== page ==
Water Quality Improves With Street Sweeping

July 23, 2015

Keeping a city’s streets, storm sewers, and catch basins clean is an essential service for its residents, even though they might not pay much attention to the work as it occurs. Cleaner air and water are the result—proven by numerous studies—and that’s important to every person within a community.

San Diego, CA, has 75,000 storm drains and 889 miles of drainage pipe to keep clean. Concrete and dirt storm drain channels total 84 miles, surrounded by more than 100 miles of fencing (to keep people and debris out).

In San Diego, a crew of 16 works hard to keep the city’s 2,700 miles of improved streets clean. That many miles of streets add up to a lot of sweeping.

“We’re averaging about 100,000 miles swept in a year,” says Thomas Abeyta III, public works supervisor for the San Diego Storm Water Department. That sweeping keeps 220,000 pounds of debris out of the storm drains.

The city’s street sweeping crewmembers drive a fleet of 17 sweepers, including five regenerative-air type and one vacuum sweeper. The rest are the mechanical type. None of the sweepers operates on alternative fuels.

“We had a managed competition three years ago and minimized our fleet, to cut costs,” says Abeyta. “We’ll add some sweepers back.”

Abeyta prefers to keep “a diverse fleet,” with sweepers from different manufacturers. “We’ve done some studies on which ones are most effective for our terrain,” he explains (“Street Sweeping Pilot Studies,” ­January/February 2013, Stormwater).

However, the San Diego crews rely on regenerative air sweepers from Tymco. Their chosen Tymco model is the 500x. Abeyta likes the Tymco 500x sweepers “for their stormwater quality aspects. They keep everything inside the hopper and they have separators. We find they’re more effective in capturing fine particles.”

He adds, “From a maintenance standpoint, there are fewer moving parts so the cost to maintain and repair them is less.”

The Tymco 500x combines advanced electronics and the industry’s highest dumping hopper lift assembly—a whopping 11 feet. This sweeper’s fast dump cycle is less than 68 seconds.

San Diego’s street sweeping crews operate on two shifts. The daytime crews sweep residential areas, either once a month or once every other month depending on whether the areas are categorized as high- or low-maintenance need. The night crews clean streets in the commercial districts and highly traveled roads. These areas are swept once a week.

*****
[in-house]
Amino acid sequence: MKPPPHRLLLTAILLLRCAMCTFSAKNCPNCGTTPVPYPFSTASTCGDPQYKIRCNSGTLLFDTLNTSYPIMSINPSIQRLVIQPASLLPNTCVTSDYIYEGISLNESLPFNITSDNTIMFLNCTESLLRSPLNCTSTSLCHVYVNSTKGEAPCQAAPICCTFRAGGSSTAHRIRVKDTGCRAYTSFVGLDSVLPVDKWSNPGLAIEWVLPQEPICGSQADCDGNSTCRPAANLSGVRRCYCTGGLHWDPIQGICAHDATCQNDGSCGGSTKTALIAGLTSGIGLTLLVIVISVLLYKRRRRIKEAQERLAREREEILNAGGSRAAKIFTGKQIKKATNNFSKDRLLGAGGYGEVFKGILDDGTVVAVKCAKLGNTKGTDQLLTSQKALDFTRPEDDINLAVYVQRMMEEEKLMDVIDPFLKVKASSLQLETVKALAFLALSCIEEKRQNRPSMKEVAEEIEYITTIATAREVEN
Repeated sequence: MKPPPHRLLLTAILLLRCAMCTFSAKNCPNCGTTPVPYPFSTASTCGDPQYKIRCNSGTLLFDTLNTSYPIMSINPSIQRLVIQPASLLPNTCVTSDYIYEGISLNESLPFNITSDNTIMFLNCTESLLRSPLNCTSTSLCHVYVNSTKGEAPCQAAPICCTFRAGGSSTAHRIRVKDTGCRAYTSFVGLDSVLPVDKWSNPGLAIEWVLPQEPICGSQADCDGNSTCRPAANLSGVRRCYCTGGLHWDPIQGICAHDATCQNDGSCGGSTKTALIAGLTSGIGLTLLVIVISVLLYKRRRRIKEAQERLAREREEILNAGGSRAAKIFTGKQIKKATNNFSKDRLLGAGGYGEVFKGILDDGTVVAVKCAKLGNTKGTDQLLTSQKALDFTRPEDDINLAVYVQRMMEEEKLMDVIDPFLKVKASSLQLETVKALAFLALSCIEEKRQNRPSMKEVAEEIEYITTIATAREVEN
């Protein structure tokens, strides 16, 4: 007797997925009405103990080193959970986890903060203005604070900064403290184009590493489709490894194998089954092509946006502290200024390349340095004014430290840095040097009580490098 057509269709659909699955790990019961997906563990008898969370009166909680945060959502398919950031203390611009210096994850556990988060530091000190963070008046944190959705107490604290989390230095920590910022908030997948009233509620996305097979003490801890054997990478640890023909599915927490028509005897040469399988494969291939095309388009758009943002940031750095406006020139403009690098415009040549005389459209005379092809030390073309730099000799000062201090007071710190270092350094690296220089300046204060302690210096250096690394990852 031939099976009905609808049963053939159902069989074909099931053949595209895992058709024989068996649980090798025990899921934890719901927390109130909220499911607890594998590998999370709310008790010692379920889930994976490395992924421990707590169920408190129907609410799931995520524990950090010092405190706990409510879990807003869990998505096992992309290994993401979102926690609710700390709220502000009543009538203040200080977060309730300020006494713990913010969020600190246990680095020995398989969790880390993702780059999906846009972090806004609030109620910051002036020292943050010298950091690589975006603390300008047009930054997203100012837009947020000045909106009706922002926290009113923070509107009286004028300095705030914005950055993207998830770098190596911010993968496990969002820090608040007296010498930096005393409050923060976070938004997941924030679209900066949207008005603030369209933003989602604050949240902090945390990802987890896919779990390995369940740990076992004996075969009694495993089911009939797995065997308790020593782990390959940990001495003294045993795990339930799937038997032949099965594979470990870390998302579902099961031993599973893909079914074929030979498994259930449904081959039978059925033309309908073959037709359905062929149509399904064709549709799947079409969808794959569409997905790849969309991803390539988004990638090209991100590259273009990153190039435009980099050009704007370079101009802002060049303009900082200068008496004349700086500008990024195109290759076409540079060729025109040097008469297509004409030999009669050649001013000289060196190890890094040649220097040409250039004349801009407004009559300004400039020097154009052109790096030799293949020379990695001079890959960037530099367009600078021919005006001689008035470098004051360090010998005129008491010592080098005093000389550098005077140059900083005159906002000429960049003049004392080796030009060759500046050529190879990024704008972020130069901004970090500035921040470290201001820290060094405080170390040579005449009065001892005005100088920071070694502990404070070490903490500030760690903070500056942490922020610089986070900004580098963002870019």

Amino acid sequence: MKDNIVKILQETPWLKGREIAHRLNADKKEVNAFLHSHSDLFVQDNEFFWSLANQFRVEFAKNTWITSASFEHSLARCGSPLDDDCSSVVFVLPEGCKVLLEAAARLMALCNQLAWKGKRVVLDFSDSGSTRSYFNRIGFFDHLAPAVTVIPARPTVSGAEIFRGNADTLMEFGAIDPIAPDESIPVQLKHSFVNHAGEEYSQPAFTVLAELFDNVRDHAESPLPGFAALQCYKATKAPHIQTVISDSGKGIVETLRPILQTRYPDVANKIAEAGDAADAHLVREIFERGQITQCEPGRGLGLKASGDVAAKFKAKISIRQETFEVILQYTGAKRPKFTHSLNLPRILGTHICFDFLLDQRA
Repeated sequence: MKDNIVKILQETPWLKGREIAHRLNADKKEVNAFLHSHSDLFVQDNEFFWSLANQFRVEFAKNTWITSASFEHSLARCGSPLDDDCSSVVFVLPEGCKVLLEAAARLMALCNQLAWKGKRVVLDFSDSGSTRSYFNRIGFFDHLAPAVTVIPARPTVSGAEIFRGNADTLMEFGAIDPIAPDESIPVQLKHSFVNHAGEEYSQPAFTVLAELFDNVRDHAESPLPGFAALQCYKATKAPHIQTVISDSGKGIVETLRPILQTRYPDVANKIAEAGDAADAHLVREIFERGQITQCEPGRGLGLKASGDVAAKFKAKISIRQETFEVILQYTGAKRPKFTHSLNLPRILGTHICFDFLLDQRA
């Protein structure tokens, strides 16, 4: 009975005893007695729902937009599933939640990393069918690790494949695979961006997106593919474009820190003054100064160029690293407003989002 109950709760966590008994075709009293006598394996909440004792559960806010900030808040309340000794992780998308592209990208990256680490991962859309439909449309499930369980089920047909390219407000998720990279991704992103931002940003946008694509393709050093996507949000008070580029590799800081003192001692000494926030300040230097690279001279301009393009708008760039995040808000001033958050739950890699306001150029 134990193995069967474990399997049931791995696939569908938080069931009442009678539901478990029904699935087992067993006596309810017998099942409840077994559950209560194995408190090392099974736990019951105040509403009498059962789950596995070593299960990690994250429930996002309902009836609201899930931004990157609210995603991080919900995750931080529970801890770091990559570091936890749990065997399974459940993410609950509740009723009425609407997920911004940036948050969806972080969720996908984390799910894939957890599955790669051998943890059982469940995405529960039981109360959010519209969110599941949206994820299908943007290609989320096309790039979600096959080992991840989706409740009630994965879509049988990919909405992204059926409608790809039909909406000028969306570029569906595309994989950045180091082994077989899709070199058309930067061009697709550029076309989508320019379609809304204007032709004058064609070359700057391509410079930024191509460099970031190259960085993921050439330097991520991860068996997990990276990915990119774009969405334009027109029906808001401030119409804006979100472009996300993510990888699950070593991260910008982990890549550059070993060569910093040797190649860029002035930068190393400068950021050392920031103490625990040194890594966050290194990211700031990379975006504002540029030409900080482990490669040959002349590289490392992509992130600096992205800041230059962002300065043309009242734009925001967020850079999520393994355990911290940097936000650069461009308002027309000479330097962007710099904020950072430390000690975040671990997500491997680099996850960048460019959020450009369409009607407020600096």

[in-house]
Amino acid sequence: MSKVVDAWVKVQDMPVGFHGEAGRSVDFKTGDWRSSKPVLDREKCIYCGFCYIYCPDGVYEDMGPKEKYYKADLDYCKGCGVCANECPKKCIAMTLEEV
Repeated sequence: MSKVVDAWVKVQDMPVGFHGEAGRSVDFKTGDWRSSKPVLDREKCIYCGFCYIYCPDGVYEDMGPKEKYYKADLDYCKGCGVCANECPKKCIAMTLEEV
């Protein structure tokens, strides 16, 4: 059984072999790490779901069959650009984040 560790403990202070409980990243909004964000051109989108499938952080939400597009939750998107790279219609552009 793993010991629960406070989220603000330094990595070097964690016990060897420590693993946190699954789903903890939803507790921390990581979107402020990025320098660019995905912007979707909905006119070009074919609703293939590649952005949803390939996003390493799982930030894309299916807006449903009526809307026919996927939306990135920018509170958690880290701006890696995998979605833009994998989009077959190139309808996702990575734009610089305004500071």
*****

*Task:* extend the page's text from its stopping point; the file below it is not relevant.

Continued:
The crews pay particular attention to streets in sensitive water-quality areas such as La Jolla, Chollas Creek, and Los Pinasquitos. If necessary, they sweep these areas more frequently.

Regular street sweeping and catch basin cleaning schedules are suspended before, during, and after heavy rainstorms. At these times the employees in the various divisions of the Public Works Department operate under “storm patrol mode.”

“They’re all assigned to certain areas of the city. They check to be sure that critical drains are working to prevent flooding, clean right of ways, and remove tree debris or mud,” says Abeyta.

One might think that in a city that doesn’t have to deal with long snow or rain seasons, keeping the streets swept would be relatively easy. But every city has its own challenges when it comes to street sweeping.

“Parked cars,” says Abeyta. “People don’t understand the impact of street sweeping. Some areas are so densely populated that they don’t have off-street parking, so we balance between posting areas for sweeping [temporarily no parking allowed] and keeping these people happy.”

As is the case in most cities and regions, vegetation makes extra work for San Diego’s street sweeping crews. The organic debris varies by season.

“In the fall, we have a lot of leaves from trees in certain areas. In the summer, pine needles are one of our problems,” he says.

The heavier winds associated with storms, such as the hot Santa Ana winds, strew small branches and eucalyptus pods all over the streets. And in beach areas of San Diego, palm fronds fall off of palm trees, littering the streets.

“We operate on a five-year contract, and our budget increases every year,” explains Abeyta. “We’re in year three now, and the budget for street sweeping is $3 million for the year.”

San Diego has done some studies on how street sweeping influences the amount of pollution in stormwater runoff and continues to do so.

“We’re in our fifth study now,” says Abeyta. “They tested for a whole year during dry weather the material we picked up, and they monitored storm drains. They tested storm drains both before and after we swept.”  
About the Author

Margaret Buranen

Margaret Buranen writes on the environment and business.

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